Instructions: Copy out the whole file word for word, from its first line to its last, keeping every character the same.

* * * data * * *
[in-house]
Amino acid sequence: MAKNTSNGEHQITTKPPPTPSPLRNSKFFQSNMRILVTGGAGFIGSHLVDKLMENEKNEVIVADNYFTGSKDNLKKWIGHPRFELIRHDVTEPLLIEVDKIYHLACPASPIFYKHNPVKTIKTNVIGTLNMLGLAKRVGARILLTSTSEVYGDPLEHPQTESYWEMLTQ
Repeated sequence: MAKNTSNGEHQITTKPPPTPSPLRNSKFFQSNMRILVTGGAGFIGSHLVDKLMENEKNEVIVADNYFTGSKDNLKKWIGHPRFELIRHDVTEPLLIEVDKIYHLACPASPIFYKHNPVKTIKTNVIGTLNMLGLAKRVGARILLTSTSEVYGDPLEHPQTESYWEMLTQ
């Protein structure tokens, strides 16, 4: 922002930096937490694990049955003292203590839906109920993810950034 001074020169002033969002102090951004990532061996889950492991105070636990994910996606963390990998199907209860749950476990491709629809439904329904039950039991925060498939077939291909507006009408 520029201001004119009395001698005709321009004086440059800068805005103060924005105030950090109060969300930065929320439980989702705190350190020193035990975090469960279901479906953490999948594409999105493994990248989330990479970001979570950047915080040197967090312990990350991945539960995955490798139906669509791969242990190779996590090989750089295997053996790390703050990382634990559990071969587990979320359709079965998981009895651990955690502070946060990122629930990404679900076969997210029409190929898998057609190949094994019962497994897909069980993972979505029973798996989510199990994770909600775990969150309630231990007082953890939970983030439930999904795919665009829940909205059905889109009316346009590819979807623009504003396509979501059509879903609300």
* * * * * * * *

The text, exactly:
[in-house]
Amino acid sequence: MAKNTSNGEHQITTKPPPTPSPLRNSKFFQSNMRILVTGGAGFIGSHLVDKLMENEKNEVIVADNYFTGSKDNLKKWIGHPRFELIRHDVTEPLLIEVDKIYHLACPASPIFYKHNPVKTIKTNVIGTLNMLGLAKRVGARILLTSTSEVYGDPLEHPQTESYWEMLTQ
Repeated sequence: MAKNTSNGEHQITTKPPPTPSPLRNSKFFQSNMRILVTGGAGFIGSHLVDKLMENEKNEVIVADNYFTGSKDNLKKWIGHPRFELIRHDVTEPLLIEVDKIYHLACPASPIFYKHNPVKTIKTNVIGTLNMLGLAKRVGARILLTSTSEVYGDPLEHPQTESYWEMLTQ
């Protein structure tokens, strides 16, 4: 922002930096937490694990049955003292203590839906109920993810950034 001074020169002033969002102090951004990532061996889950492991105070636990994910996606963390990998199907209860749950476990491709629809439904329904039950039991925060498939077939291909507006009408 520029201001004119009395001698005709321009004086440059800068805005103060924005105030950090109060969300930065929320439980989702705190350190020193035990975090469960279901479906953490999948594409999105493994990248989330990479970001979570950047915080040197967090312990990350991945539960995955490798139906669509791969242990190779996590090989750089295997053996790390703050990382634990559990071969587990979320359709079965998981009895651990955690502070946060990122629930990404679900076969997210029409190929898998057609190949094994019962497994897909069980993972979505029973798996989510199990994770909600775990969150309630231990007082953890939970983030439930999904795919665009829940909205059905889109009316346009590819979807623009504003396509979501059509879903609300």